What is a "scalar (under rotation) 1-chain"?

by ianhoolihan
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ianhoolihan is offline
Mar6-12, 06:09 PM
P: 145
Hi all,

I am trying to make sense of a paper involving differenital geometry and Lie algebras. Here's the part I am confused about:

...Lie product map [itex]\mu: V\times V \rightarrow V[/itex] that satisfies the Jacobi identity,
This is usually written as a cyclic sum, a form that, in the case at hand, obscures its content. To clarify the latter, take as an example the case where [\itex]x[/itex] is a Lorentz group generator, [itex]J_{\mu\nu}[/itex], and [itex]y,z[/itex] are other generators carrying Lorentz indices, say [itex]Y_\rho, Z_\sigma[/itex] respectively. Suppose [itex]\mu(y,z)=\mu(Y_\rho,Z_\sigma)=W[/itex]. Substituting this into the l.h.s above, one finds that the Jacobi identity requires that the transformation properties of [itex]W[/itex] under the Lorentz group are derived solely from those of [itex]Y_\rho,Z_\sigma[/itex], i.e. in this case [itex]W[/itex] ought to transform as a second-rank covariant tensor. Another way of saying this is that [itex]\mu[/itex] itself is a Lorentz scalar, an observation that we use later on.
Now things begin with finding the cohomology of a Lie algebra. The galilean algebra is taken as an example, and the Lie product is given in terms of differential forms:

[tex]\mu=\frac{1}{2}\epsilon_{ab}^c\Pi^a\Pi^b\otimes J_c +\epsilon_{ab}^c\Pi^a\Pi^{\bar{b}}\otimes K_c[/tex]

where barred indices refer to boosts. The paper then goes on to say:

By an argument based on the observation made [above]...we conclude that only scalar (under rotations) cochains need to be considered.
I do not see how this applies. I assume it somehow helps to simplify "the most general scalar 1-cochain":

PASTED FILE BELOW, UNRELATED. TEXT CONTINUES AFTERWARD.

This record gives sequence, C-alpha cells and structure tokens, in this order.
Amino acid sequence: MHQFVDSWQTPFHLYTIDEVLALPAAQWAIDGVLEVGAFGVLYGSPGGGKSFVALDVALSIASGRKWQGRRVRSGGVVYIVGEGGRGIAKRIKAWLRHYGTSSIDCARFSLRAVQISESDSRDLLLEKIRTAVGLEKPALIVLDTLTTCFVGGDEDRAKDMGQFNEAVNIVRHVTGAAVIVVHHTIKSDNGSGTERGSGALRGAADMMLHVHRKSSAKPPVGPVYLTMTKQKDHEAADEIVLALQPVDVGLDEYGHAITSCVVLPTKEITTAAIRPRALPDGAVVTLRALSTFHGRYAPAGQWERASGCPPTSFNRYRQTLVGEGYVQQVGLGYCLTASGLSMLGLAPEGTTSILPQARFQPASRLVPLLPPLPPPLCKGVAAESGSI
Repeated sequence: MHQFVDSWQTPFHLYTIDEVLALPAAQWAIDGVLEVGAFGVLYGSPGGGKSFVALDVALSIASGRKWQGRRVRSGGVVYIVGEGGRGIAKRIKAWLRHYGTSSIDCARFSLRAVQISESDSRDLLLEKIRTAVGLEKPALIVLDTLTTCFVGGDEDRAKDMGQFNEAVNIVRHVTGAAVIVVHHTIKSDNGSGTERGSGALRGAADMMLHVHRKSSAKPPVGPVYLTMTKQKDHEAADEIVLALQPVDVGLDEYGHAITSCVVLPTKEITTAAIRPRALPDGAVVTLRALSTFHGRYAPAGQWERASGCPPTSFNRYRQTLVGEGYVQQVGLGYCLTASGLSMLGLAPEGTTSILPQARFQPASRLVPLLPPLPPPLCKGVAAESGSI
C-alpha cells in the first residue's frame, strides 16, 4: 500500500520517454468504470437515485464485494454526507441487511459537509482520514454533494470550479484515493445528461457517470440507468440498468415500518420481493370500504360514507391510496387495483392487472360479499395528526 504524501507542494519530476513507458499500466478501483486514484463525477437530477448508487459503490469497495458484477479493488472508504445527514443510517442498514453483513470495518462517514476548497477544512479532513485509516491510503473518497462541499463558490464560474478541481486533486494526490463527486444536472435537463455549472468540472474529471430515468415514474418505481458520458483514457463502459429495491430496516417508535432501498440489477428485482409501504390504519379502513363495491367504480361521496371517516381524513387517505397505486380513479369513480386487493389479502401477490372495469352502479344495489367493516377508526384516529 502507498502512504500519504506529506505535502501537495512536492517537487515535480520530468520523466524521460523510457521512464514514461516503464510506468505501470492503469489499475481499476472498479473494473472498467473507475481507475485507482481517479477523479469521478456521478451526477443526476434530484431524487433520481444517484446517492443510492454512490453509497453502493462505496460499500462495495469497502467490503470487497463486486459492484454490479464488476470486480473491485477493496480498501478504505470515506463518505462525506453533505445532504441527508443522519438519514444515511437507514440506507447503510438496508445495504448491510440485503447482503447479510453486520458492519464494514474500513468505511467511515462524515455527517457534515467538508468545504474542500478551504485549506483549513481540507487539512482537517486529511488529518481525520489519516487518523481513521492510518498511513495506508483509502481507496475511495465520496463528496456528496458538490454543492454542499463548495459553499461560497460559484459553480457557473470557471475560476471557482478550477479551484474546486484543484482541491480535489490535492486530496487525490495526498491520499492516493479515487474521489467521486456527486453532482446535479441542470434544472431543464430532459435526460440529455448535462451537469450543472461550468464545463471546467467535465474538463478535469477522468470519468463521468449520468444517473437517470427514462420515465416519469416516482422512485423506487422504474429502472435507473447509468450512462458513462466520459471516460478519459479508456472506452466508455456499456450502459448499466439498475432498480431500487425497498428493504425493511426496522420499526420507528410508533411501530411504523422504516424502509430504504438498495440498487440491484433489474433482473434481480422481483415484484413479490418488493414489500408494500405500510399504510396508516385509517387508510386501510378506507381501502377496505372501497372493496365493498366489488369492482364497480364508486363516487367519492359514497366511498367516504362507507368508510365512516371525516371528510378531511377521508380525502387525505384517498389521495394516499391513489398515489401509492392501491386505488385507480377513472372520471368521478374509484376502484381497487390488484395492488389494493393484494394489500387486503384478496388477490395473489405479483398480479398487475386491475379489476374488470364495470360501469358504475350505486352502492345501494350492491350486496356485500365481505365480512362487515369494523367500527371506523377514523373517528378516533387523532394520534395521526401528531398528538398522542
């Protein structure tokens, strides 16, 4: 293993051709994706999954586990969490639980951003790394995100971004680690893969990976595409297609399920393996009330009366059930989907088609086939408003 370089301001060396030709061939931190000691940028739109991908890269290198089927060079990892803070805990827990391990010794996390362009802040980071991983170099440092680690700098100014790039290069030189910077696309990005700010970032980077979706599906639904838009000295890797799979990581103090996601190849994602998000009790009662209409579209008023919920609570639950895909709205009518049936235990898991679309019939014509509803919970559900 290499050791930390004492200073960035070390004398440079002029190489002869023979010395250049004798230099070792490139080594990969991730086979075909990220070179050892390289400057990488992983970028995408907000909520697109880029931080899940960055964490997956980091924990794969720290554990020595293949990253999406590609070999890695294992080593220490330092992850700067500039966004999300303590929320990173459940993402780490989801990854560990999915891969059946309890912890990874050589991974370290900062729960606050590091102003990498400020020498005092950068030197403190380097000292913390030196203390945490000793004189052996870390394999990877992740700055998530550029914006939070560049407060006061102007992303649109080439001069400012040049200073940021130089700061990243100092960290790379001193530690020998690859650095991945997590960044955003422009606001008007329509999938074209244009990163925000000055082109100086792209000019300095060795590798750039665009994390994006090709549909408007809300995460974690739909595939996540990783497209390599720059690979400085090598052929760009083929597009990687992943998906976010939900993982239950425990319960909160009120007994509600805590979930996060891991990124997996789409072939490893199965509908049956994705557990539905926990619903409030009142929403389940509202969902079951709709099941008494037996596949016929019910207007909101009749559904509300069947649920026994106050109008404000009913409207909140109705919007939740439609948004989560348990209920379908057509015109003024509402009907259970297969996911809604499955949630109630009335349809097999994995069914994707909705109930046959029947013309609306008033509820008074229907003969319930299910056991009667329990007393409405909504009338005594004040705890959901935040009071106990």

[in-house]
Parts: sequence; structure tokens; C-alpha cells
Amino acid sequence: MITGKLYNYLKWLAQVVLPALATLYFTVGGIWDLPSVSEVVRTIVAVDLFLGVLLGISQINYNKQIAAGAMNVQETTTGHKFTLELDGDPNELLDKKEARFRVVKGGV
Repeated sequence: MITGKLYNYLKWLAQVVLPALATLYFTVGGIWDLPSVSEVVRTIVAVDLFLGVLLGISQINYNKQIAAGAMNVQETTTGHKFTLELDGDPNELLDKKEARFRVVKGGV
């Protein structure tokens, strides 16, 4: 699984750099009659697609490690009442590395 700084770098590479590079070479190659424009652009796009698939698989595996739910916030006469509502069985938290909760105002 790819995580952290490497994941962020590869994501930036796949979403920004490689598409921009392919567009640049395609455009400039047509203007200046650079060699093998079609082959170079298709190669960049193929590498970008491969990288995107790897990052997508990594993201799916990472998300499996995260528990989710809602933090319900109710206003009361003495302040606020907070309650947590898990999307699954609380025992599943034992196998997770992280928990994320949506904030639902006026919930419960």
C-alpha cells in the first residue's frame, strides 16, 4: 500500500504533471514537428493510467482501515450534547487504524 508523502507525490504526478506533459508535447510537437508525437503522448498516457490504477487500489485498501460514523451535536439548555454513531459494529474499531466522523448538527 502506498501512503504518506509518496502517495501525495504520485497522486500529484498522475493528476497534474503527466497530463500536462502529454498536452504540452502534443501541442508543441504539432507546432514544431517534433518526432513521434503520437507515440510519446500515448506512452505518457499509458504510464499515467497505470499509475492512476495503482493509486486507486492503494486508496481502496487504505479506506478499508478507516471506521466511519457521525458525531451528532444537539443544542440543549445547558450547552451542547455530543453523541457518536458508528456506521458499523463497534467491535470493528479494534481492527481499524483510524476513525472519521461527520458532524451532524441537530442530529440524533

...the most general scalar 1-cochain is given by
[tex]\phi = \alpha_1 \phi_{JJ} +\alpha_2 \phi_{KJ} +\alpha_3 \phi_{JK} +\alpha_4 \phi_{KK}[/tex]
with [itex]\phi_{JJ}=\Pi^a\otimes J_a[/itex] etc.
Now if someone could clarify this all to me, that'd be great. More specifically:

1. does [itex]\phi_{JJ}=\Pi^a\otimes J_a[/itex] mean [itex]\phi_{JJ}=\Pi^a\otimes J_a=\Pi^1 J_1 + \Pi^1 J_2+ ... +\Pi^3 J_3[/itex] i.e. with nine terms (remember the unbarred indices are rotation only, so three generators)?

2. Are the [itex]\alpha_i[/itex] real coefficients, or arrays? I.e. I would have thought
[tex]\phi=\phi^A_B\Pi^B \otimes T_A = ... = \phi ^a_b\Pi^b\otimes T_a+\phi ^a_{\bar{b}}\Pi^{\bar{b}}\otimes T_a+\phi ^{\bar{a}}_b\Pi^b\otimes T_{\bar{a}}+\phi ^{\bar{a}}_{\bar{b}}\Pi^{\bar{b}}\otimes T_{\bar{a}}[/tex]
where I have let [itex]A=\{\{a\},\{\bar{a}\}\}[/itex]. This is the closest I can get to the given expression, but here I have [itex]\alpha_1 \phi_{JJ} = \alpha_1 \Pi^a \otimes T_a = \phi ^a_b\Pi^b\otimes T_a[/itex], which doesn't seem to work. I am assuming the the [itex]\alpha_i[/itex] are simple scalars, which somehow is to do with [itex]\phi[/itex] being a "scalar 1-cochain".

I have a few more questions, but that will suffice for now -- hopefully this gets the ball rolling, and I can work them out myself, once I understand what's going on here.


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ianhoolihan is offline
Mar7-12, 01:20 PM
P: 145
Any help, or even incomplete hints in the right direction? Cheers

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